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Joe's Drowning Ant
By Joe J. Warren
Excerpt from Tying Glass Bead Flies

Most ant patterns are tied for a surface presentation, although they don't necessarily have to be at the surface for trout to strike. Joe's Drowning Ant is a sinking pattern and once it hits the water and makes its descent in a tumbling stream, even the wildest brookie can't resist it.

Small mountain streams and meadows with nameless cascading beaver ponds are where I find solitude and a chance to have the trout all to myself. Perched on a fallen bleached-out fir tree that reaches into the muck of a tea-collored beaver pond, I quietly loft a short cast next to a fallen timber. The fly sinks a few inches, then from out of nowhere a scrappy eight-inch brook trout latches onto the sinking ant.

I developed this fly in 1995 as a stealthy terrestrial pattern for small turbulent creeks. Its use expanded to beaver ponds where I used the "what the heck, let's see if it works" approach. The fish snarfed it up! In addition to brook trout, rainbows have taken it too. Joe's Drowning Ant illustrates how you can combine different sized beads to create a tapered effect in conjunction with an off-colored bead to accentuate the fly and create a winning pattern. ~ Joe

Materials List: Joe's Drowning Ant

    Hook: Daiichi 1530, sizes 10-12.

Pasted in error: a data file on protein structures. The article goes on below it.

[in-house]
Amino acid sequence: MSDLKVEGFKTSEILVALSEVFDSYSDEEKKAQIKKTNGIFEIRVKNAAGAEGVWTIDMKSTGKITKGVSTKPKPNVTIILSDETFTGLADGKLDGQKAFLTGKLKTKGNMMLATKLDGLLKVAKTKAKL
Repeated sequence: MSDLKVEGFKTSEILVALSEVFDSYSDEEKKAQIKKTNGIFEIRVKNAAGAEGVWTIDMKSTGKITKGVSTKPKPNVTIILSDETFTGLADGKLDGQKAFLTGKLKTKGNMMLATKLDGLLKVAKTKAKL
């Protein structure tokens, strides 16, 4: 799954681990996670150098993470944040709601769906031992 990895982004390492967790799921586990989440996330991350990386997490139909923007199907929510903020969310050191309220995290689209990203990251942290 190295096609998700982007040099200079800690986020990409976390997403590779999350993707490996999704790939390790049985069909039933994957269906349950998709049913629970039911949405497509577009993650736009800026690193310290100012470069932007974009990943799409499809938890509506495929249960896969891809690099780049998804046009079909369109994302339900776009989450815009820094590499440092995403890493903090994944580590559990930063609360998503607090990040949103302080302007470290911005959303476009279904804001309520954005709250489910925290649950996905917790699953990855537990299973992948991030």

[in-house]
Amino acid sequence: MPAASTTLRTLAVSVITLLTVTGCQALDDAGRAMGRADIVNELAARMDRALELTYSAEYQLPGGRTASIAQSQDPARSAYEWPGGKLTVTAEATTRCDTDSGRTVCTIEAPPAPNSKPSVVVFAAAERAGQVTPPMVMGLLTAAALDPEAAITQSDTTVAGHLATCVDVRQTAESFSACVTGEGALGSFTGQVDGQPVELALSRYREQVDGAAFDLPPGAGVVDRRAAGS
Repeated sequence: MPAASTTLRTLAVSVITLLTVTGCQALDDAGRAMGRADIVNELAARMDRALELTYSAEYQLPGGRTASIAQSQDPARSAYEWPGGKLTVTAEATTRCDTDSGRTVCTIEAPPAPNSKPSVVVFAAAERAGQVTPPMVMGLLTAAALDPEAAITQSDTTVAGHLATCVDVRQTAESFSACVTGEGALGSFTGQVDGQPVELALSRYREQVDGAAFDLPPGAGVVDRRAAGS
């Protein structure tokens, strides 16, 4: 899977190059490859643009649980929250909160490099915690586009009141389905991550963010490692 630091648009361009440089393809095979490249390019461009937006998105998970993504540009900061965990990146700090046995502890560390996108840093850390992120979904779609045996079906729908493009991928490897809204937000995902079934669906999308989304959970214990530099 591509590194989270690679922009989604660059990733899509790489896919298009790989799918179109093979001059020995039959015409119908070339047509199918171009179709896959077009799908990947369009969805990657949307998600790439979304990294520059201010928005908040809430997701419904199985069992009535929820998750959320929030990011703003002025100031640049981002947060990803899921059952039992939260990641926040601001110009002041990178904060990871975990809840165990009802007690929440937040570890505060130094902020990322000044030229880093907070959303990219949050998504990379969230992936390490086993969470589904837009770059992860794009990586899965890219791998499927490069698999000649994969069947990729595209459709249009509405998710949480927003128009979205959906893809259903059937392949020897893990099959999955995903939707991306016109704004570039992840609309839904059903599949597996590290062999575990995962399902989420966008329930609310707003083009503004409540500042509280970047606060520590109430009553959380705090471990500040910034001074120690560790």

Thread: Black 6/0.

    Body: Black bead, medium; two black beads, small; and one black bead, medium.

    Butt(optional): Scarlet (sl) bead, small.

    Legs: Black neck hackle.

Tying Joe's Drowning Ant

1. Slide a medium size bead, two small beads, another medium bead followed by a scarlet bead for the butt onto the hook and place it in the vise. Tie in thread in between the two small beads.

2. Advance the thread underneath the beads to the back of the last bead, over and around the shank several times. Bring the thread forward with two wraps between each bead until you are between the two small beads again. Use your finger to hold the beads in place as you wrap the thread.

3. Tie in a small neck hackle for the legs and advance the thread forward slightly. Wrap the hackle several times and secure with the thread. Trim excess hackle.

4. Advance thread forward to the eye of the hook wrapping a couple of turns between the small and medium beads. Whip finish thread to complete.

Credits: Joe's Drowning Ant is one of many great patterns using beads from Joe J. Warren's excellent book, Tying Glass Bead Flies. Published by Frank Amato Publications, ISBN: 1-57188-107-7.


For more great flies, check out: Beginning Fly Tying, Intermediate Fly Tying and Advanced Fly Tying.


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